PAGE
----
Tiffany insider tapped to become new CEO

There’s a big change coming to that little blue box.

Tiffany Chief Executive Michael Kowalski is stepping down after 15 years at the helm of the pricey jeweler, making way for President Frederic Cumenal, a former champagne exec.

Kowalski, 62, said he will retire next spring. He joined the famous retailer in 1983 and rose to CEO in 1999.

Kowalski oversaw Tiffany’s push into Asian markets, particularly Japan and China, where growth has helped offset sluggishness at home, including the company’s famous flagship store on Fifth Avenue.

But in the past two years, Tiffany has struggled to find the right balance between its famously pricey jewelry and cheaper silver trinkets, which carry higher margins and generate a quarter of sales.

Cumenal, 54, joined the jeweler in 2011 after a 15-year stint at LVMH, the French luxury conglomerate that owns Louis Vuitton. Just before joining Tiffany, Cumenal had been president and CEO of French champagne maker Moet & Chandon, part of LVMH.

“(Tiffany’s) senior management team continues to evolve into one with much broader global luxury goods experience than ever before,” Topeka Capital Markets analyst Dorothy Lakner said, citing Cumenal’s promotion as a positive.

Tiffany shares dipped 59 cents in Monday trading, closing at $99.09. The shares had been trading around $15 when Kowalski first took over as CEO.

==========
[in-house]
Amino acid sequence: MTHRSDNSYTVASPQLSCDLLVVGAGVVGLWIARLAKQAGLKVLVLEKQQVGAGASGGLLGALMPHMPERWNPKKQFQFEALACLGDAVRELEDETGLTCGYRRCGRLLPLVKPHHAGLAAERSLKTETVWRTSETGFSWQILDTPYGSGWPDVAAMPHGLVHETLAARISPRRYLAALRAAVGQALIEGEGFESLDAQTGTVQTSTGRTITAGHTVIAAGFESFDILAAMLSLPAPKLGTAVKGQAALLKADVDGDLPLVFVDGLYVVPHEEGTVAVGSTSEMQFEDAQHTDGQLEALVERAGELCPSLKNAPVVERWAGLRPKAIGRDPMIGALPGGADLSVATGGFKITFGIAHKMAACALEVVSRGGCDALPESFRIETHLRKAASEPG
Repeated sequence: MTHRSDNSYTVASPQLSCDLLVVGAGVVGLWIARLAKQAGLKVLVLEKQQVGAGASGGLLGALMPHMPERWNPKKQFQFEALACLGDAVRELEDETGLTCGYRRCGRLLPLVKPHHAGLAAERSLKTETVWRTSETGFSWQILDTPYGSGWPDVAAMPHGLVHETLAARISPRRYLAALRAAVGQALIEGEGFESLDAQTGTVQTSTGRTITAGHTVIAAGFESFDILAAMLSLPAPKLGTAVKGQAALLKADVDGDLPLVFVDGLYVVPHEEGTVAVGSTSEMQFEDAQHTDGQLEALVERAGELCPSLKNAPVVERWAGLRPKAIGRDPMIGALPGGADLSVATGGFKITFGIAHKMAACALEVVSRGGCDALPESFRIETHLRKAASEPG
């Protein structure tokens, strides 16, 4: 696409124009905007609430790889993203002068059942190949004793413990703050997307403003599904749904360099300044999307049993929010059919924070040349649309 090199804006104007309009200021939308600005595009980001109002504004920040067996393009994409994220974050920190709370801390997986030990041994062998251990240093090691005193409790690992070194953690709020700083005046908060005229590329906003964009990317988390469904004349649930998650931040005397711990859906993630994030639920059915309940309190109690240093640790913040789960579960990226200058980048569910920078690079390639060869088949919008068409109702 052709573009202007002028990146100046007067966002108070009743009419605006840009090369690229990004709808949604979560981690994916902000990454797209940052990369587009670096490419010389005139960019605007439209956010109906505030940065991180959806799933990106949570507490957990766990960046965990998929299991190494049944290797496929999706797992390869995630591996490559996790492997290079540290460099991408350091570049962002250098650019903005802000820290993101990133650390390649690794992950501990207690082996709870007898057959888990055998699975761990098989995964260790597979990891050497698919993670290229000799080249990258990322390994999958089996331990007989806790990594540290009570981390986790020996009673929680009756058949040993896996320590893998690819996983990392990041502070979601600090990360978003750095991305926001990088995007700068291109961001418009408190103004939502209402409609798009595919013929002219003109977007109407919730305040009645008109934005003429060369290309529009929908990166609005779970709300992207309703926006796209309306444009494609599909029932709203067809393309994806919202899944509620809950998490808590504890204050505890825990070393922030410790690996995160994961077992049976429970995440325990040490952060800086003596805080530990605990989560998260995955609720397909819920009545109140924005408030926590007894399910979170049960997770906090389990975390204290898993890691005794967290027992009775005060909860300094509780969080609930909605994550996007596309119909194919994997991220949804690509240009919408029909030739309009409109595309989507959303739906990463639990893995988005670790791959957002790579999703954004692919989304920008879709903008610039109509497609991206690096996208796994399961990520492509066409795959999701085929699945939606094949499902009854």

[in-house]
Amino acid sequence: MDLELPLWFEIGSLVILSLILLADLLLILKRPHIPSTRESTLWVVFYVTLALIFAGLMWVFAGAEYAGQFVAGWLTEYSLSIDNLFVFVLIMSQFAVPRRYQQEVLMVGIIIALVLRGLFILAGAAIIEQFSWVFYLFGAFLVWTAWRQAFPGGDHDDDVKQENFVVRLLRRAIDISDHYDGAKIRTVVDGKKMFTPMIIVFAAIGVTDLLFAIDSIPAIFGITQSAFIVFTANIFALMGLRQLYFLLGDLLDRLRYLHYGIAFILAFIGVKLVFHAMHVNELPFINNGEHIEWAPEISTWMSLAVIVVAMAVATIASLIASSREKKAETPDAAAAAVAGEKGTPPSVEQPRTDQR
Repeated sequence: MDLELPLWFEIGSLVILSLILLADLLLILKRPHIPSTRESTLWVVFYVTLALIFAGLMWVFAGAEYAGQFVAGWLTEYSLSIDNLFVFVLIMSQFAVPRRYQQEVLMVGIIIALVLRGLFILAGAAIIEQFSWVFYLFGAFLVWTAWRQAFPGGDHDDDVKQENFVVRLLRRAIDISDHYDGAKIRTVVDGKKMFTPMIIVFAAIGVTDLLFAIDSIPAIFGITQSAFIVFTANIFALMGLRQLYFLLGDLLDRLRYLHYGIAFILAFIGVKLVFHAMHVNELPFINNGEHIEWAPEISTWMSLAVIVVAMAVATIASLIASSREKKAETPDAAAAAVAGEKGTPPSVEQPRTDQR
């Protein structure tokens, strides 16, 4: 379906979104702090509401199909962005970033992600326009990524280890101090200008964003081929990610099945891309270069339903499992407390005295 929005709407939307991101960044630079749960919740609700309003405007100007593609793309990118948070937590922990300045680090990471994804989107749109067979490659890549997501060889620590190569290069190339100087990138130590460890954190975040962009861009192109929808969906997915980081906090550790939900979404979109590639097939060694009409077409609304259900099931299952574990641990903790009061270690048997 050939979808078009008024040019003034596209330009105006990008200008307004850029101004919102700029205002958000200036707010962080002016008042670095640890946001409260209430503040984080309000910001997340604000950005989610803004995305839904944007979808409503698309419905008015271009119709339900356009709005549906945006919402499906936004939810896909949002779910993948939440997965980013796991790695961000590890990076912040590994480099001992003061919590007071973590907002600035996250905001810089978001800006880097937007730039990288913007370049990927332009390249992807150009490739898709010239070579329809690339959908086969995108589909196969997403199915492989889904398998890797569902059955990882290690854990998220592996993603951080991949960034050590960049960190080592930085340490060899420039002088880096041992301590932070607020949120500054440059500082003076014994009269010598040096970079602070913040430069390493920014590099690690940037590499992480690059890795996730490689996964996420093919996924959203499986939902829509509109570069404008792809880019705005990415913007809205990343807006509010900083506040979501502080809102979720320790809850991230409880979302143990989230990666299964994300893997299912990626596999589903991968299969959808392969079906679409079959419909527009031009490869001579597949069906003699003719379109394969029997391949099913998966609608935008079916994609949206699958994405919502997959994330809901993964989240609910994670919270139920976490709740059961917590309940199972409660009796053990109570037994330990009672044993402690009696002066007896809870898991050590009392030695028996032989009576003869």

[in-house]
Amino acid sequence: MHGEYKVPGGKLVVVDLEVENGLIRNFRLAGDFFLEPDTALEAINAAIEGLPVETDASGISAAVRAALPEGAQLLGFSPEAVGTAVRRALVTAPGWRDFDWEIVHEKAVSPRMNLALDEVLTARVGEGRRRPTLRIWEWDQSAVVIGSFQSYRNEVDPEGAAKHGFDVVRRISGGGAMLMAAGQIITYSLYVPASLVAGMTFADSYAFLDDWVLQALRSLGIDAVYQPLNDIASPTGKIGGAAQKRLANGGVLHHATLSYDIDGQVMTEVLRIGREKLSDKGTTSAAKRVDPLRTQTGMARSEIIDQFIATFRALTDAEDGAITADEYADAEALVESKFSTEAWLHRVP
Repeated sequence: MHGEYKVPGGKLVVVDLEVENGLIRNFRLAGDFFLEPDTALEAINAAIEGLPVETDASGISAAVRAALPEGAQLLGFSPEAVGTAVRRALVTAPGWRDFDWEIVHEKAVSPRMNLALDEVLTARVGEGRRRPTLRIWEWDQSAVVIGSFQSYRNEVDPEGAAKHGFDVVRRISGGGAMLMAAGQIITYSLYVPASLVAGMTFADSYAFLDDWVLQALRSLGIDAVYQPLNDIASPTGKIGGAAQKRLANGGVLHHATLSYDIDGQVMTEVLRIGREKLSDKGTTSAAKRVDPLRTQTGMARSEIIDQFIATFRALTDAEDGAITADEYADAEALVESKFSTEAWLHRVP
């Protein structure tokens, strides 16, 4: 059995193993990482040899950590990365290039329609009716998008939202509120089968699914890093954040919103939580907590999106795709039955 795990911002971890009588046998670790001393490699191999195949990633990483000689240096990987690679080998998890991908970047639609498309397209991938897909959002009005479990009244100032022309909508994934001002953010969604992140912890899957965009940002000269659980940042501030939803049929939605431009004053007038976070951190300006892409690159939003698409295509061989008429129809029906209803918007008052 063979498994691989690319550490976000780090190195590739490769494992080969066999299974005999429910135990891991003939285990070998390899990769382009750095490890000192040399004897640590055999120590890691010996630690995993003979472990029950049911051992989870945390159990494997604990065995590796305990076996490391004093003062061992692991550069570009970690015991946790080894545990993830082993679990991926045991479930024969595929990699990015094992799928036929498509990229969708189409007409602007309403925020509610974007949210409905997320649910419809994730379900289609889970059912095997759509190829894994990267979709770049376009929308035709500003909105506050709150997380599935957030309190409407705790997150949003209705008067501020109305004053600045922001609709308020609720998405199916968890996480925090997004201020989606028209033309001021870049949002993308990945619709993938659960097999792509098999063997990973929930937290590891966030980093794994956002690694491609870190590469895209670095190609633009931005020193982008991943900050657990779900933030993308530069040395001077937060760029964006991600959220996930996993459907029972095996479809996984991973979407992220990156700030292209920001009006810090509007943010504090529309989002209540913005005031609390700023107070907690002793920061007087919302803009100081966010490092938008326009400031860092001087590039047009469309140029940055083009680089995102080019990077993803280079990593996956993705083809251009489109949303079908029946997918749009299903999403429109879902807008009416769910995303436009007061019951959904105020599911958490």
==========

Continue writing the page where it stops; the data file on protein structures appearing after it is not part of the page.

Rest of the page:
Last September, Cumenal was promoted to president of Tiffany and given a seat on the company’s board. Tiffany is now searching for an exec to succeed Cumenal as president

Tiffany & Co. is racist: lawsuit

Tiffany & Co. keeps blacks from upper management — due to an “antiquated” view that they can’t represent a luxury brand, a black manager claims in a lawsuit filed in Manhattan federal court on Thursday.

Michael McClure, a group director for two Tiffany stores in Texas, says he’s the only token black among more than 200 management-level staffers nationwide who deal directly with customers — and he’s in danger of losing his job.

The threat comes from a new boss expressing surprise that “a black man was representing the Tiffany brand” and Tiffany’s history of bias, the suit says.

Tiffany spokesman Linda Buckley said the “lawsuit allegations are completely without merit,” adding, “We welcome and value diversity in all forms.”